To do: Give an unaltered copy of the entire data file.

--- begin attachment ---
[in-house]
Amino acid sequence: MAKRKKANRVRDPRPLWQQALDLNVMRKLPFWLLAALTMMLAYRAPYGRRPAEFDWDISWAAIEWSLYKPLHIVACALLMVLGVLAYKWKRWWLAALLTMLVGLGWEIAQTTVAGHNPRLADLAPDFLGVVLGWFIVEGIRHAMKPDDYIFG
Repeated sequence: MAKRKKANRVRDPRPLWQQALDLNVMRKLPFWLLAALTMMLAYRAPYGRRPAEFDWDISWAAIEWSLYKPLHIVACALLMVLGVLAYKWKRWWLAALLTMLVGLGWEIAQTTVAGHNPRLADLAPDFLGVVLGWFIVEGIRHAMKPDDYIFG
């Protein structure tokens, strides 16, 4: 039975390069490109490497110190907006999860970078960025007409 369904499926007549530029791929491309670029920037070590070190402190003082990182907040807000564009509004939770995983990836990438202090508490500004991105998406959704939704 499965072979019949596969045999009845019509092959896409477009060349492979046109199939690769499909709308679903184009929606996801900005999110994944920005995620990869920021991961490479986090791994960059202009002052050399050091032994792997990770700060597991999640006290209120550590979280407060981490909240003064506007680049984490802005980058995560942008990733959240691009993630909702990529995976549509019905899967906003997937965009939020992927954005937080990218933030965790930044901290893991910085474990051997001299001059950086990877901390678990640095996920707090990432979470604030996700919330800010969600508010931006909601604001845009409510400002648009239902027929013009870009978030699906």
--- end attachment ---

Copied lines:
[in-house]
Amino acid sequence: MAKRKKANRVRDPRPLWQQALDLNVMRKLPFWLLAALTMMLAYRAPYGRRPAEFDWDISWAAIEWSLYKPLHIVACALLMVLGVLAYKWKRWWLAALLTMLVGLGWEIAQTTVAGHNPRLADLAPDFLGVVLGWFIVEGIRHAMKPDDYIFG
Repeated sequence: MAKRKKANRVRDPRPLWQQALDLNVMRKLPFWLLAALTMMLAYRAPYGRRPAEFDWDISWAAIEWSLYKPLHIVACALLMVLGVLAYKWKRWWLAALLTMLVGLGWEIAQTTVAGHNPRLADLAPDFLGVVLGWFIVEGIRHAMKPDDYIFG
């Protein structure tokens, strides 16, 4: 039975390069490109490497110190907006999860970078960025007409 369904499926007549530029791929491309670029920037070590070190402190003082990182907040807000564009509004939770995983990836990438202090508490500004991105998406959704939704 499965072979019949596969045999009845019509092959896409477009060349492979046109199939690769499909709308679903184009929606996801900005999110994944920005995620990869920021991961490479986090791994960059202009002052050399050091032994792997990770700060597991999640006290209120550590979280407060981490909240003064506007680049984490802005980058995560942008990733959240691009993630909702990529995976549509019905899967906003997937965009939020992927954005937080990218933030965790930044901290893991910085474990051997001299001059950086990877901390678990640095996920707090990432979470604030996700919330800010969600508010931006909601604001845009409510400002648009239902027929013009870009978030699906």